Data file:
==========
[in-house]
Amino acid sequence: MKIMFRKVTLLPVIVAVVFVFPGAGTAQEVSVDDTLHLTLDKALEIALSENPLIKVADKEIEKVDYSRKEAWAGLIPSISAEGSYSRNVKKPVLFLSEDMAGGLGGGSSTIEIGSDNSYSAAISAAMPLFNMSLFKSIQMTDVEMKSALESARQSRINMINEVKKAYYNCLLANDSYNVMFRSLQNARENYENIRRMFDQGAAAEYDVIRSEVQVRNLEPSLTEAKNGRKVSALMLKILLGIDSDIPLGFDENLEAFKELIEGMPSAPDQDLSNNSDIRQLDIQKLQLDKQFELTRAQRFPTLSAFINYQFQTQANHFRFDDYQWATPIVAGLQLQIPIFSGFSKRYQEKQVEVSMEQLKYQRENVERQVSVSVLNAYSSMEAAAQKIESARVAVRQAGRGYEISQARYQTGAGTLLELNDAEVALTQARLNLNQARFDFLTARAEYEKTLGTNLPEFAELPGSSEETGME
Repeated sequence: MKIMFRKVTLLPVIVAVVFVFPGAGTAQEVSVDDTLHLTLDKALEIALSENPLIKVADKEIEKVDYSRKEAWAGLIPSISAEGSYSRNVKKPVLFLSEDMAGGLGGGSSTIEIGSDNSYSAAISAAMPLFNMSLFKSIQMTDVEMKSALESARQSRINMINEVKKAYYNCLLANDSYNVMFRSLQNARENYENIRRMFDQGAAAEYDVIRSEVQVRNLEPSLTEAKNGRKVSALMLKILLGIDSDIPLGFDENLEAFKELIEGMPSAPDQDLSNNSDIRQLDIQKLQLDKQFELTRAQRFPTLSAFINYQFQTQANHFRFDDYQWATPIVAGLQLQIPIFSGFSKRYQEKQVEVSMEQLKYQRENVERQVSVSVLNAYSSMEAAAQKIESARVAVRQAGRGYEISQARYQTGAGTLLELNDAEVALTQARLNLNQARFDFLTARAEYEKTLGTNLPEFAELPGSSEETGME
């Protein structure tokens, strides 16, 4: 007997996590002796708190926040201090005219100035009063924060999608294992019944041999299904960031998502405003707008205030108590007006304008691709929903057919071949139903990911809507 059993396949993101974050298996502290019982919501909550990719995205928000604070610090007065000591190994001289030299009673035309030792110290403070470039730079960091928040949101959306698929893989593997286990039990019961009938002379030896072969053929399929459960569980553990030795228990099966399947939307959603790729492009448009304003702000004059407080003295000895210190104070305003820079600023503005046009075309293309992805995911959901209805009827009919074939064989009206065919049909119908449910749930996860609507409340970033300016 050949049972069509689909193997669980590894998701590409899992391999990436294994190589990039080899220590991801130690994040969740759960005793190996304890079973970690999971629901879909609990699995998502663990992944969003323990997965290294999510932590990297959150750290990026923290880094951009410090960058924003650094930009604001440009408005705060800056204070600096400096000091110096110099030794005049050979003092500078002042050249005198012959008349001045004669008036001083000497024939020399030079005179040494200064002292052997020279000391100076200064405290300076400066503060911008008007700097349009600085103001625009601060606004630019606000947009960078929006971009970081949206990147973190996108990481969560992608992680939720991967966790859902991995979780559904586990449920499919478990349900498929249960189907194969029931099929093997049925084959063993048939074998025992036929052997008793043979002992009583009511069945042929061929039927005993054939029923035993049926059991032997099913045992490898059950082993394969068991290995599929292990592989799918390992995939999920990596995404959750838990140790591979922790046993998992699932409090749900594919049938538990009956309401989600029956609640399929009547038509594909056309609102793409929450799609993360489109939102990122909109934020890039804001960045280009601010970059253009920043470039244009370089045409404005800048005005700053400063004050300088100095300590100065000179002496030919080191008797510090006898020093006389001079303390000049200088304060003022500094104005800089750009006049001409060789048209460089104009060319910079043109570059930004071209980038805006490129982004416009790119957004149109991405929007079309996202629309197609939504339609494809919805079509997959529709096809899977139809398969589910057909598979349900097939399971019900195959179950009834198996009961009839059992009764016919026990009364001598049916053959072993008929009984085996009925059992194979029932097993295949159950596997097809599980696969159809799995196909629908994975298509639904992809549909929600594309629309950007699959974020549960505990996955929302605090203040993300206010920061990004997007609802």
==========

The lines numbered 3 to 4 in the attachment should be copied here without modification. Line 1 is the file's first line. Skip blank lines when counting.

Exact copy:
Repeated sequence: MKIMFRKVTLLPVIVAVVFVFPGAGTAQEVSVDDTLHLTLDKALEIALSENPLIKVADKEIEKVDYSRKEAWAGLIPSISAEGSYSRNVKKPVLFLSEDMAGGLGGGSSTIEIGSDNSYSAAISAAMPLFNMSLFKSIQMTDVEMKSALESARQSRINMINEVKKAYYNCLLANDSYNVMFRSLQNARENYENIRRMFDQGAAAEYDVIRSEVQVRNLEPSLTEAKNGRKVSALMLKILLGIDSDIPLGFDENLEAFKELIEGMPSAPDQDLSNNSDIRQLDIQKLQLDKQFELTRAQRFPTLSAFINYQFQTQANHFRFDDYQWATPIVAGLQLQIPIFSGFSKRYQEKQVEVSMEQLKYQRENVERQVSVSVLNAYSSMEAAAQKIESARVAVRQAGRGYEISQARYQTGAGTLLELNDAEVALTQARLNLNQARFDFLTARAEYEKTLGTNLPEFAELPGSSEETGME
């Protein structure tokens, strides 16, 4: 007997996590002796708190926040201090005219100035009063924060999608294992019944041999299904960031998502405003707008205030108590007006304008691709929903057919071949139903990911809507 059993396949993101974050298996502290019982919501909550990719995205928000604070610090007065000591190994001289030299009673035309030792110290403070470039730079960091928040949101959306698929893989593997286990039990019961009938002379030896072969053929399929459960569980553990030795228990099966399947939307959603790729492009448009304003702000004059407080003295000895210190104070305003820079600023503005046009075309293309992805995911959901209805009827009919074939064989009206065919049909119908449910749930996860609507409340970033300016 050949049972069509689909193997669980590894998701590409899992391999990436294994190589990039080899220590991801130690994040969740759960005793190996304890079973970690999971629901879909609990699995998502663990992944969003323990997965290294999510932590990297959150750290990026923290880094951009410090960058924003650094930009604001440009408005705060800056204070600096400096000091110096110099030794005049050979003092500078002042050249005198012959008349001045004669008036001083000497024939020399030079005179040494200064002292052997020279000391100076200064405290300076400066503060911008008007700097349009600085103001625009601060606004630019606000947009960078929006971009970081949206990147973190996108990481969560992608992680939720991967966790859902991995979780559904586990449920499919478990349900498929249960189907194969029931099929093997049925084959063993048939074998025992036929052997008793043979002992009583009511069945042929061929039927005993054939029923035993049926059991032997099913045992490898059950082993394969068991290995599929292990592989799918390992995939999920990596995404959750838990140790591979922790046993998992699932409090749900594919049938538990009956309401989600029956609640399929009547038509594909056309609102793409929450799609993360489109939102990122909109934020890039804001960045280009601010970059253009920043470039244009370089045409404005800048005005700053400063004050300088100095300590100065000179002496030919080191008797510090006898020093006389001079303390000049200088304060003022500094104005800089750009006049001409060789048209460089104009060319910079043109570059930004071209980038805006490129982004416009790119957004149109991405929007079309996202629309197609939504339609494809919805079509997959529709096809899977139809398969589910057909598979349900097939399971019900195959179950009834198996009961009839059992009764016919026990009364001598049916053959072993008929009984085996009925059992194979029932097993295949159950596997097809599980696969159809799995196909629908994975298509639904992809549909929600594309629309950007699959974020549960505990996955929302605090203040993300206010920061990004997007609802």